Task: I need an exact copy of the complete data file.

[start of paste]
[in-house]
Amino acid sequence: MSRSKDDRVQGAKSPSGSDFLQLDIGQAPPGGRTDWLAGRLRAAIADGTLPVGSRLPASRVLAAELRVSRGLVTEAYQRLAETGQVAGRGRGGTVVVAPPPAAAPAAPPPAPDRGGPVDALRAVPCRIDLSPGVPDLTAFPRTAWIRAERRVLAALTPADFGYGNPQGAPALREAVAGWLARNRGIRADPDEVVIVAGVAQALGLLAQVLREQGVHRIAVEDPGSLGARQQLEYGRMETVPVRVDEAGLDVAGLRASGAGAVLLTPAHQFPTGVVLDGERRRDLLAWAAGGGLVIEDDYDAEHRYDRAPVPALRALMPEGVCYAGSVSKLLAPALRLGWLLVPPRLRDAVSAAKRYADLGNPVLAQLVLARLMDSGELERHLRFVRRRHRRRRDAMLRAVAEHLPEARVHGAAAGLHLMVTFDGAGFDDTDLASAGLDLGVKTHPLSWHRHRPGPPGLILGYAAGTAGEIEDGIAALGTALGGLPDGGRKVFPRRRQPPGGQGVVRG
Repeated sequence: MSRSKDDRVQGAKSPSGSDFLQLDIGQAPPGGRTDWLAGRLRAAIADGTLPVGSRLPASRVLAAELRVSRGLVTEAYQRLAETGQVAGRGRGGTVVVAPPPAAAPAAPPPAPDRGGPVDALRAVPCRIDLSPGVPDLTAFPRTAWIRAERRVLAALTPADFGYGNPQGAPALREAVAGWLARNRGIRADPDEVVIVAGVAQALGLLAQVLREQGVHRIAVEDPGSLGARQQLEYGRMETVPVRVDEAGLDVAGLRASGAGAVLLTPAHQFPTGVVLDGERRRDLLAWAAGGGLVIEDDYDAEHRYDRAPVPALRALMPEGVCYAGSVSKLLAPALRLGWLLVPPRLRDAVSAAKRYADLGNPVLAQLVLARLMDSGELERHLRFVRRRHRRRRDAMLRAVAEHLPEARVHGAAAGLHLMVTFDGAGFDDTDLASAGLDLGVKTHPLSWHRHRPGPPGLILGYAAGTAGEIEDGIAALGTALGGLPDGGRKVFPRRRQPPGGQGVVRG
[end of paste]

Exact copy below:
[in-house]
Amino acid sequence: MSRSKDDRVQGAKSPSGSDFLQLDIGQAPPGGRTDWLAGRLRAAIADGTLPVGSRLPASRVLAAELRVSRGLVTEAYQRLAETGQVAGRGRGGTVVVAPPPAAAPAAPPPAPDRGGPVDALRAVPCRIDLSPGVPDLTAFPRTAWIRAERRVLAALTPADFGYGNPQGAPALREAVAGWLARNRGIRADPDEVVIVAGVAQALGLLAQVLREQGVHRIAVEDPGSLGARQQLEYGRMETVPVRVDEAGLDVAGLRASGAGAVLLTPAHQFPTGVVLDGERRRDLLAWAAGGGLVIEDDYDAEHRYDRAPVPALRALMPEGVCYAGSVSKLLAPALRLGWLLVPPRLRDAVSAAKRYADLGNPVLAQLVLARLMDSGELERHLRFVRRRHRRRRDAMLRAVAEHLPEARVHGAAAGLHLMVTFDGAGFDDTDLASAGLDLGVKTHPLSWHRHRPGPPGLILGYAAGTAGEIEDGIAALGTALGGLPDGGRKVFPRRRQPPGGQGVVRG
Repeated sequence: MSRSKDDRVQGAKSPSGSDFLQLDIGQAPPGGRTDWLAGRLRAAIADGTLPVGSRLPASRVLAAELRVSRGLVTEAYQRLAETGQVAGRGRGGTVVVAPPPAAAPAAPPPAPDRGGPVDALRAVPCRIDLSPGVPDLTAFPRTAWIRAERRVLAALTPADFGYGNPQGAPALREAVAGWLARNRGIRADPDEVVIVAGVAQALGLLAQVLREQGVHRIAVEDPGSLGARQQLEYGRMETVPVRVDEAGLDVAGLRASGAGAVLLTPAHQFPTGVVLDGERRRDLLAWAAGGGLVIEDDYDAEHRYDRAPVPALRALMPEGVCYAGSVSKLLAPALRLGWLLVPPRLRDAVSAAKRYADLGNPVLAQLVLARLMDSGELERHLRFVRRRHRRRRDAMLRAVAEHLPEARVHGAAAGLHLMVTFDGAGFDDTDLASAGLDLGVKTHPLSWHRHRPGPPGLILGYAAGTAGEIEDGIAALGTALGGLPDGGRKVFPRRRQPPGGQGVVRG